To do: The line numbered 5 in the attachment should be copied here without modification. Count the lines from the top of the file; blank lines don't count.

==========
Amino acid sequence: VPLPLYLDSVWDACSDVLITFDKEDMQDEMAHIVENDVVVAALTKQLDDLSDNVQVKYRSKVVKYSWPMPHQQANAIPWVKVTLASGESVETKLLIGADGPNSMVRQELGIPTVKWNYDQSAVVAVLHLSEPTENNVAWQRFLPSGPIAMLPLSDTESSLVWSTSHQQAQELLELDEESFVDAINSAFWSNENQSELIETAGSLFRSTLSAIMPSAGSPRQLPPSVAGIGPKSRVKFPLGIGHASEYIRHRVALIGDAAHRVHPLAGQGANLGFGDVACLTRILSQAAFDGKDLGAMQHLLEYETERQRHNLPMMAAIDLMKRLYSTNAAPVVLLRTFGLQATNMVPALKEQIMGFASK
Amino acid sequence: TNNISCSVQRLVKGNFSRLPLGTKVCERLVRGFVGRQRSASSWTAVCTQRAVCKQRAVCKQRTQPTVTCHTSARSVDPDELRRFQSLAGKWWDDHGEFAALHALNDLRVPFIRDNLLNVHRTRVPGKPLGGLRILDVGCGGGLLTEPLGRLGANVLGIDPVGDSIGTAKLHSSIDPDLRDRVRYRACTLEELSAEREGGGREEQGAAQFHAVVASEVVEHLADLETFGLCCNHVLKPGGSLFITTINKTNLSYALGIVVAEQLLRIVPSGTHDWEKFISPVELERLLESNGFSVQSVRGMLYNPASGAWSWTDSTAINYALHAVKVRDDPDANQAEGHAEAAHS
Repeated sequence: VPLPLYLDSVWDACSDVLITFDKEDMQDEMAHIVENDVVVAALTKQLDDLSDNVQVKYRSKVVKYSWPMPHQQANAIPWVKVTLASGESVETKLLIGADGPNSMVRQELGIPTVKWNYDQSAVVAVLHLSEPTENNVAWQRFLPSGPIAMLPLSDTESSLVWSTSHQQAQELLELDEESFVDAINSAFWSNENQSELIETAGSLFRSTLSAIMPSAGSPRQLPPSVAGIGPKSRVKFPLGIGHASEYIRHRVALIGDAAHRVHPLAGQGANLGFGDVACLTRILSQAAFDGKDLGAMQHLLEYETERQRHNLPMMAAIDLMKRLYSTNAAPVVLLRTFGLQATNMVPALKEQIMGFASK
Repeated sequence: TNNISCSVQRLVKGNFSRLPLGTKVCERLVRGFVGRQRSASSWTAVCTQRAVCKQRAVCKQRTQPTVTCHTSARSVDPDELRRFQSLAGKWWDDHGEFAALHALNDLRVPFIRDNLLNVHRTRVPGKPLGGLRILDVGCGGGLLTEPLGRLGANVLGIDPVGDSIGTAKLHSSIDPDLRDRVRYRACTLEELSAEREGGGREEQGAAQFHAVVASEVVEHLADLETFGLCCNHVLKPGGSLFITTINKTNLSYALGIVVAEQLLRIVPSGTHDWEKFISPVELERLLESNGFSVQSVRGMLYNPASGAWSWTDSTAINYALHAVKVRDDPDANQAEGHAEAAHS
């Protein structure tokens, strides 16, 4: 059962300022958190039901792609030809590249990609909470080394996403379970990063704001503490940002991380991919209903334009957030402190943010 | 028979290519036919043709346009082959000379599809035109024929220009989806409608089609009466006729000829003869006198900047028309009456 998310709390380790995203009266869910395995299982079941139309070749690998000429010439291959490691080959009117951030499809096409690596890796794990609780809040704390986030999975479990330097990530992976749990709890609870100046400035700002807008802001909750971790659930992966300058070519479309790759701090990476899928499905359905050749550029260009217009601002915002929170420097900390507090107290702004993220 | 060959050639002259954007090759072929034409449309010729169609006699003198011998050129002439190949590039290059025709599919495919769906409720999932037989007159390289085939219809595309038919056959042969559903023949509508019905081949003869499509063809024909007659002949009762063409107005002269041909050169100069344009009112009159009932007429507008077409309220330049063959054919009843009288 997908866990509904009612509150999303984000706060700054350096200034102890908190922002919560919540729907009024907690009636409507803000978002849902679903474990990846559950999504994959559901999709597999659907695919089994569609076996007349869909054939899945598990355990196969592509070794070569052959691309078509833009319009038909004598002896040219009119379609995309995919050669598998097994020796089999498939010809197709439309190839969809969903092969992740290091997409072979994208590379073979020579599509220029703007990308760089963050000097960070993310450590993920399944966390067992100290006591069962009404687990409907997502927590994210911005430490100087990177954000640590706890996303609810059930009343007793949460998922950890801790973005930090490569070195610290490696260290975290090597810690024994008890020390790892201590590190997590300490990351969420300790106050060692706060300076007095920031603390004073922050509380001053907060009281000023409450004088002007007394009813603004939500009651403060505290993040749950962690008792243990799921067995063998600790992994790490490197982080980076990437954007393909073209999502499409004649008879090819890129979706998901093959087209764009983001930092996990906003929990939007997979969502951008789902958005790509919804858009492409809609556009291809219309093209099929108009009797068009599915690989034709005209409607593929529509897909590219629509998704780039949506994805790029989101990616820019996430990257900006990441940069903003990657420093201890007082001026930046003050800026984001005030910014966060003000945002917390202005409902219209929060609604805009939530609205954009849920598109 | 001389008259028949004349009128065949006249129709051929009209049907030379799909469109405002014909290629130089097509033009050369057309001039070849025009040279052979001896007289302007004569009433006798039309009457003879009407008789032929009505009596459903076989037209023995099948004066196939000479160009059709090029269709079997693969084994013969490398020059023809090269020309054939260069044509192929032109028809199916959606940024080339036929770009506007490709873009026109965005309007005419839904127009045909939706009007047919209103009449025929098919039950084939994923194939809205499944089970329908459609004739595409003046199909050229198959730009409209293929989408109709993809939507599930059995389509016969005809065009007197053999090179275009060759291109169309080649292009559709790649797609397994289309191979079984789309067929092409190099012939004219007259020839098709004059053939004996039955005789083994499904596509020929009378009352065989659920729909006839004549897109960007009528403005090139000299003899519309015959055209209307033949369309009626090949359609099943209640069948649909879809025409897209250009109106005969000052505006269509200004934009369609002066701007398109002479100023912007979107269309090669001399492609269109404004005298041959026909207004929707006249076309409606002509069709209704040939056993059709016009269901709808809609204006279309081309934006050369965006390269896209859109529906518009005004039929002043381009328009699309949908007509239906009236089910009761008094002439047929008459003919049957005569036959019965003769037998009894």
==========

């Protein structure tokens, strides 16, 4: 059962300022958190039901792609030809590249990609909470080394996403379970990063704001503490940002991380991919209903334009957030402190943010 | 028979290519036919043709346009082959000379599809035109024929220009989806409608089609009466006729000829003869006198900047028309009456 998310709390380790995203009266869910395995299982079941139309070749690998000429010439291959490691080959009117951030499809096409690596890796794990609780809040704390986030999975479990330097990530992976749990709890609870100046400035700002807008802001909750971790659930992966300058070519479309790759701090990476899928499905359905050749550029260009217009601002915002929170420097900390507090107290702004993220 | 060959050639002259954007090759072929034409449309010729169609006699003198011998050129002439190949590039290059025709599919495919769906409720999932037989007159390289085939219809595309038919056959042969559903023949509508019905081949003869499509063809024909007659002949009762063409107005002269041909050169100069344009009112009159009932007429507008077409309220330049063959054919009843009288 997908866990509904009612509150999303984000706060700054350096200034102890908190922002919560919540729907009024907690009636409507803000978002849902679903474990990846559950999504994959559901999709597999659907695919089994569609076996007349869909054939899945598990355990196969592509070794070569052959691309078509833009319009038909004598002896040219009119379609995309995919050669598998097994020796089999498939010809197709439309190839969809969903092969992740290091997409072979994208590379073979020579599509220029703007990308760089963050000097960070993310450590993920399944966390067992100290006591069962009404687990409907997502927590994210911005430490100087990177954000640590706890996303609810059930009343007793949460998922950890801790973005930090490569070195610290490696260290975290090597810690024994008890020390790892201590590190997590300490990351969420300790106050060692706060300076007095920031603390004073922050509380001053907060009281000023409450004088002007007394009813603004939500009651403060505290993040749950962690008792243990799921067995063998600790992994790490490197982080980076990437954007393909073209999502499409004649008879090819890129979706998901093959087209764009983001930092996990906003929990939007997979969502951008789902958005790509919804858009492409809609556009291809219309093209099929108009009797068009599915690989034709005209409607593929529509897909590219629509998704780039949506994805790029989101990616820019996430990257900006990441940069903003990657420093201890007082001026930046003050800026984001005030910014966060003000945002917390202005409902219209929060609604805009939530609205954009849920598109 | 001389008259028949004349009128065949006249129709051929009209049907030379799909469109405002014909290629130089097509033009050369057309001039070849025009040279052979001896007289302007004569009433006798039309009457003879009407008789032929009505009596459903076989037209023995099948004066196939000479160009059709090029269709079997693969084994013969490398020059023809090269020309054939260069044509192929032109028809199916959606940024080339036929770009506007490709873009026109965005309007005419839904127009045909939706009007047919209103009449025929098919039950084939994923194939809205499944089970329908459609004739595409003046199909050229198959730009409209293929989408109709993809939507599930059995389509016969005809065009007197053999090179275009060759291109169309080649292009559709790649797609397994289309191979079984789309067929092409190099012939004219007259020839098709004059053939004996039955005789083994499904596509020929009378009352065989659920729909006839004549897109960007009528403005090139000299003899519309015959055209209307033949369309009626090949359609099943209640069948649909879809025409897209250009109106005969000052505006269509200004934009369609002066701007398109002479100023912007979107269309090669001399492609269109404004005298041959026909207004929707006249076309409606002509069709209704040939056993059709016009269901709808809609204006279309081309934006050369965006390269896209859109529906518009005004039929002043381009328009699309949908007509239906009236089910009761008094002439047929008459003919049957005569036959019965003769037998009894």